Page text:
2.19 The following paragraphs briefly describe the main
features of a day's foxhunting with mounted followers.
(ii) A day's hunting
2.20 In the days leading up to a hunt the Master or Huntsman
 is expected to contact farmers and landowners in the
area to discuss any potential difficulties such as growing crops
or fields in which livestock are being held. Many hunts take
steps the night before, or early on the day of the hunt, to
block up the entrances to earths, badger setts and artificial
places such as drains. This is to ensure that foxes stay above
ground after they have hunted during the night and to prevent
them from going to ground once the hunt has started. Where
earths have been stopped they are required by the MFHA
rules to be opened up again at the end of the day's hunting.
2.21 Typically, riders, hounds and followers gather together at
the meet at about 11:00 am. This is usually held at a farm or
outside a public house or on a village green. After
refreshments and any announcements, the Huntsman, the hunt
staff and hounds will "move off" to the place where it is
planned to start hunting. The mounted field, typically 30 at a
mid-week meet and 50 at weekends, led by the Field Master,
will follow at a distance. A similar number of other followers
will set off, often in vehicles, for a suitable vantage point.
2.22 The hounds will be encouraged to spread out to "draw"
(search) for a fox in woodland or rough ground. If they find a
scent, the hounds will "speak" (give voice excitedly) and follow
the "line". Sometimes the hounds will come across a fox and kill
it immediately ("chop" it) before it has had a chance to flee. In
other cases, the hounds, followed at a distance by the mounted
field, who may have to take an indirect route, will pursue the
fox or, rather, its scent. Often, the hounds will lose the scent
altogether, as a result of the scenting conditions or the fox's
movements. They may have to "check" in order to rediscover it.
If the hounds are successful in their pursuit, they will get
close enough to the fox to see it and will then catch it up, kill it
and usually tear at the carcass ("break it up"). The length of
the chase may vary considerably, from a few minutes to well
over an hour or even longer, but the average is some 15 to 20
minutes. The distance covered may be anything up to six or
seven miles, in a circular or twisting line. The Huntsman,
once he or she has caught up with the hounds, will call them
off. The tail ("brush") of the fox, or possibly its feet, may be
removed and given to one of the followers. Generally, few
riders and followers will be present at the kill.
2.23 Quite frequently, instead of being caught by the hounds,
the fox will go to ground, typically in a fox earth. According to
the rules of the MFHA, if the fox has gone to ground in a
natural earth, it may be dug out and killed if the farmer or
landowner has requested that any foxes going to ground on his
or her land should be dug out. It cannot be released to be
hunted again. The decision whether to dig out is for the Master
to take and may turn on the difficulty of doing so or the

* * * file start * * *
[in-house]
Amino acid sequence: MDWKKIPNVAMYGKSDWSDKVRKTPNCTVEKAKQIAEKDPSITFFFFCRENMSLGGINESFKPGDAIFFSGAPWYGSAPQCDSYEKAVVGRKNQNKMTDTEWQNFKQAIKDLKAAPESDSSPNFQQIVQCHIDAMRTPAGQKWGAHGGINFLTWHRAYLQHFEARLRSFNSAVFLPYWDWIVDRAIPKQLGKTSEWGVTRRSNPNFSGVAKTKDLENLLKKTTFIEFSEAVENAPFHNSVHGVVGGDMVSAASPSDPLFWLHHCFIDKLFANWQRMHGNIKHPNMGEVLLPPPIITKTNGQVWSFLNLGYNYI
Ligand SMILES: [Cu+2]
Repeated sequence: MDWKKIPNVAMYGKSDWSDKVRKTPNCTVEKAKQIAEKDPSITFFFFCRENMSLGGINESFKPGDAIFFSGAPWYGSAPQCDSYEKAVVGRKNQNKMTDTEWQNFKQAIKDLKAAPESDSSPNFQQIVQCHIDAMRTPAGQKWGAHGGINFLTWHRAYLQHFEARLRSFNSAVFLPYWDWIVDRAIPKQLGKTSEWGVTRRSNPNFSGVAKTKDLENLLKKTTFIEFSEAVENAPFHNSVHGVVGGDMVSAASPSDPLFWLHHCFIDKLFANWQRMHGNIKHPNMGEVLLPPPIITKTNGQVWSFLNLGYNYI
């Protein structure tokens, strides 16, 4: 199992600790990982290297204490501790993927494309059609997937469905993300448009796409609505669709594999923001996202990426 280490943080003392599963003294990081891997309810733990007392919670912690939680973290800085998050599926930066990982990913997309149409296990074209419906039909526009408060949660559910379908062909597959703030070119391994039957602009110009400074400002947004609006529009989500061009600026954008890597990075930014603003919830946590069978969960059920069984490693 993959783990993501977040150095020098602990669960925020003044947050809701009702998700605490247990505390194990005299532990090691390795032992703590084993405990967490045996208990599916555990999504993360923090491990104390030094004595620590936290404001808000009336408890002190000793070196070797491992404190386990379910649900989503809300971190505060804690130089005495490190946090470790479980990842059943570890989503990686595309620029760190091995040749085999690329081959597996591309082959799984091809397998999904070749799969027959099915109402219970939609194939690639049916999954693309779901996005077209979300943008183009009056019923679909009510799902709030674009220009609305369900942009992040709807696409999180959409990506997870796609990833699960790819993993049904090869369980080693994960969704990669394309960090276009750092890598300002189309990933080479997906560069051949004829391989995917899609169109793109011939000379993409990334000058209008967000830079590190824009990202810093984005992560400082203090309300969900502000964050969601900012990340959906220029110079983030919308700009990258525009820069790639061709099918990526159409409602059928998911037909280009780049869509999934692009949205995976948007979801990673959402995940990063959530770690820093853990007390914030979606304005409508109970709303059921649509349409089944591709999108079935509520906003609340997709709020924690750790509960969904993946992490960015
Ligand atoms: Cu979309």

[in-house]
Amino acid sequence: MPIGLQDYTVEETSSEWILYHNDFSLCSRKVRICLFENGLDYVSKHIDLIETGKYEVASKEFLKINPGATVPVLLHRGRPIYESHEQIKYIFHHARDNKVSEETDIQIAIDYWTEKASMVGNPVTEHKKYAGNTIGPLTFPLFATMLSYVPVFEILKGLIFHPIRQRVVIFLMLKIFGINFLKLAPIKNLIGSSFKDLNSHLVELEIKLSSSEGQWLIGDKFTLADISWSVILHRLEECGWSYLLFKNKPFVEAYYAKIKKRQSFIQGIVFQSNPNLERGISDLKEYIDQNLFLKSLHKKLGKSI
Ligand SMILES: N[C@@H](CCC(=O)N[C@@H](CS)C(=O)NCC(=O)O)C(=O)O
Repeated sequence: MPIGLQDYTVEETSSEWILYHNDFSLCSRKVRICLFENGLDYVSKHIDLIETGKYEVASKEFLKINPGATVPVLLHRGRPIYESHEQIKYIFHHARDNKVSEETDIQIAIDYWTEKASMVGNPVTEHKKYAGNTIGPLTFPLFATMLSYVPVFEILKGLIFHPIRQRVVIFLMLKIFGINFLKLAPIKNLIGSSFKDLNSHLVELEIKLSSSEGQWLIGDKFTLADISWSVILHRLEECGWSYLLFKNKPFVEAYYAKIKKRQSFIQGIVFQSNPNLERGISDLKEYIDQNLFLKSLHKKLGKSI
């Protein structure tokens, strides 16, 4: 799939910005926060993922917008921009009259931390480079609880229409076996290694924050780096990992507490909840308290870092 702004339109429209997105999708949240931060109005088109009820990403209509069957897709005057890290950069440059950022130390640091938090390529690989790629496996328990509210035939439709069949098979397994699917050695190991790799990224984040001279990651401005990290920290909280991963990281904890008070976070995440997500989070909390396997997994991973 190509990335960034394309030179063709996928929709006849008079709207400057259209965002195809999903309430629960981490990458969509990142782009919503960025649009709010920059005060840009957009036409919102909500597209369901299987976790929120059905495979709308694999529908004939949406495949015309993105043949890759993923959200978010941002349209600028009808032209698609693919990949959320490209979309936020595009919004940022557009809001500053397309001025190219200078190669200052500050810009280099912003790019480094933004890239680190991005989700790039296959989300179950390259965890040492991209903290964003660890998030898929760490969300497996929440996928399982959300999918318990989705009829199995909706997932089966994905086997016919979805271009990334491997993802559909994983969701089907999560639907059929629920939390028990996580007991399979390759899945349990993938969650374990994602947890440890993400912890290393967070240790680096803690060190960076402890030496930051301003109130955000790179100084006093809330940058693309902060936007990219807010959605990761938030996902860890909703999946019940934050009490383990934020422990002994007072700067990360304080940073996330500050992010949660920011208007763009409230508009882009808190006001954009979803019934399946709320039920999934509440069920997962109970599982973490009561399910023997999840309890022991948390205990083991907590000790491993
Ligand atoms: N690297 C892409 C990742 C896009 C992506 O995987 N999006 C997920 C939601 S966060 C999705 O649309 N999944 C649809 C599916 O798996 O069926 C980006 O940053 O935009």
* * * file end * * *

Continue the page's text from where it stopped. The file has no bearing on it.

damage which might be caused in the process. If, however, the
fox has taken refuge in a man-made structure, or in a place
such as rocks where it cannot be dug out, the fox may be
"bolted", by putting a terrier down, and hunted again. The
MFHA rules require that the fox must be given a sporting
chance to escape before the hounds are "laid on".
2.24 The same rules about digging-out apply to
MFHA-registered members of the FWP and to those AMBH
packs which hunt foxes. The CCFP's rules also require that the
MFHA procedures should be followed, although we understand
that more discretion is permitted because of the nature of the
terrain and the greater emphasis on 'pest control'.
2.25 The task of dealing with a fox that has "gone to ground"
falls to the terrierman. In the case of the MFHA and
related associations, the terrierman must be on the register of
terriermen kept by the MFHA and must also hold a current
licence from them. If the fox is to be dug out, they will
close, or net off, other possible exits and then put a terrier
(usually with a radio tracking device) down the hole in order to
locate the fox. The terrier will either bolt the fox or drive it
back to a stationary position. In the case of the latter, the
terriermen will then block any exits from the earth and dig
down to the fox, remove the terrier and shoot the fox in the
head with a specially-adapted pistol. If the fox runs into a net,
it will be held still and shot. The MFHA rules state that only
one or two people should assist the terrierman when digging out
or bolting and that the Master in charge, or someone of
authority personally appointed by them, must supervise any
digging-out or bolting operation. In the meantime the hunt
will usually have moved on to begin hunting elsewhere.
2.26 For the rest of the day there will be a similar process of
drawing, scenting and pursuit. Mounted followers may change
The report is equally complete about hares, minks, and deer.
"I'm a lumberjack, and I'm okay." Thread killer Extraordinaire
Why am I not surprised to see such crude language in the ALF letter. My heart just breaks for the Beagles who are away from all things which they are familiar with. [img]/infopop/emoticons/icon_frown.gif[/img] My dogs would be terribly distraught were they in that situation. So sad.
On a lighter note, I went hunting this morning. It was "Puppy" day. Nothing like spending the morning with the "kindergarden canine group" to put this mess in perspective. Lovely hunt, great puppies.